Reasons to pursue public speaking as an introvert

Photo by Matheus Bertelli

Public speaking can conjure up fear and loathing just thinking about the phrase. After all, it has been constantly polled as one of the top phobias worldwide.

Yet, despite this, it provides a plethora of opportunities for those of you like me who are introverts.

Public speaking can be daunting, with speaking to vast amounts of people and being in the spotlight for attention. Normally if you would see me on the streets or meet me for the first time, I’m incredibly shy and won’t say much. As someone who suffers from anxiety, it can have an effect on my concentration and memory and in turn my ability to speak up. It’s even worse when I’m in a group of people, whereby you have to pries words from me. It can be exhausting and make me feel like I haven’t got anything interesting to say.

However, I find when I do talks or public speaking, this all changes. Although I hate being the centre of attention, I like sharing my insights and experiences to others as a form of teaching.

For those of you in a similar situation myself, there are many benefits to public speaking:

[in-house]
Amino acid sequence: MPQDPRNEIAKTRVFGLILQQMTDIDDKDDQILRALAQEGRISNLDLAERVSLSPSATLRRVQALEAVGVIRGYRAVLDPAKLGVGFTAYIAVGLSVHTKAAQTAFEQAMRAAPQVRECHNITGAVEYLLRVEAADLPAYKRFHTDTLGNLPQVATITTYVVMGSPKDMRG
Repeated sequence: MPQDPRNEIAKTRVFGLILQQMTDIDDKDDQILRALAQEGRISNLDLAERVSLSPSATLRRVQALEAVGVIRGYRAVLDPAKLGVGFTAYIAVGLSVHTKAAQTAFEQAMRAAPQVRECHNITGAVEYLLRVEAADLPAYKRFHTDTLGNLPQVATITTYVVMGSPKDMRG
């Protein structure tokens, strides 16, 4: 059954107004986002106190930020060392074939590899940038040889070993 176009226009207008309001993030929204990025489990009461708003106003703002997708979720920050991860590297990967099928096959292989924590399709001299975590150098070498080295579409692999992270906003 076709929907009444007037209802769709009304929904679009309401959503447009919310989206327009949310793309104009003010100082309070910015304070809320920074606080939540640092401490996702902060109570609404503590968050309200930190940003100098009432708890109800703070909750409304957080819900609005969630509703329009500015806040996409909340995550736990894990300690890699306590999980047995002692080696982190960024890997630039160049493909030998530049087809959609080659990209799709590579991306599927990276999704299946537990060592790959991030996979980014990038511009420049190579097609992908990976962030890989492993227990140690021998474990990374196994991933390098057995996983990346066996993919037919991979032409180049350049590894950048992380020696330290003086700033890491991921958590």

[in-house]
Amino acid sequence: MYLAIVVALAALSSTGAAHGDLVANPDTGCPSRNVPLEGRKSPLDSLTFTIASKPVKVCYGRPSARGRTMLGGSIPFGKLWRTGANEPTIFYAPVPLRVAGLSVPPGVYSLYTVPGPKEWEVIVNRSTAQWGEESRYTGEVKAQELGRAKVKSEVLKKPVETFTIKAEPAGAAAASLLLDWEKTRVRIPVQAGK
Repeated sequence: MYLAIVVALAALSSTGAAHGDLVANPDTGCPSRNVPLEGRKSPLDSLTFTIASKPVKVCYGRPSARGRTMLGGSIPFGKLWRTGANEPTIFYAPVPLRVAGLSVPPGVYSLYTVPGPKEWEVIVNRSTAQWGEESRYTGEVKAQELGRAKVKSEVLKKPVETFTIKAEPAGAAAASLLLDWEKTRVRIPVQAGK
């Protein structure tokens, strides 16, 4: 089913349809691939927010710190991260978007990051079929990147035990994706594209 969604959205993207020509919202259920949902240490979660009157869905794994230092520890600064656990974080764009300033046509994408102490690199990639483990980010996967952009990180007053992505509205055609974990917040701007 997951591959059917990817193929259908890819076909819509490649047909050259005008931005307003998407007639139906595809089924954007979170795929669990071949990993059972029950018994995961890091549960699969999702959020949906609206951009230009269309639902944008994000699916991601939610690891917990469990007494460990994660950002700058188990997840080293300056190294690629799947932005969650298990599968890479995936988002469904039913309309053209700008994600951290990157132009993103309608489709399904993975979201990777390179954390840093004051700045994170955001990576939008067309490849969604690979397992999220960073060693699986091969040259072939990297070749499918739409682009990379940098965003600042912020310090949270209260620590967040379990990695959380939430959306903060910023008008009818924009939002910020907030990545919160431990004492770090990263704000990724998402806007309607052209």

· It gives you a platform for your voice to be heard. Because I spend a lot of time on my own, I like reflecting on and analysing the situations I’ve been in, and in turn look for ways to use storytelling to engage the audience with my experiences. Utilising this creative skill can help improve the content of my talks.

· Able to have control over what you say. When I’m asked a question in a social situation, I struggle to get my words out, and either ends up speaking faster with no one understanding me or not being able to fully answer the question. When doing public speaking, I have control over the situation and through planning and preparation, am able to confidently answer questions.

· It gives you a new identity. When I do public speaking, it feels like I need to put on a different persona and portray a confident woman rather than the usual “Shy Sam” persona; this helps to reduce the nerves when I speak.

· Introverts focus more on the audience. We gain our energy from environments from listening and helps me to make connections with the audience.

Being an introvert shouldn’t be a blocker for trying out public speaking. Although it can be scary at first when you do your first presentation, with practice and consistency, it gets easier and you feel more confident when doing so.

Fancy a chat about all things UX and personal development? Feel free to book in a 30 minute chat with me with Calendly.



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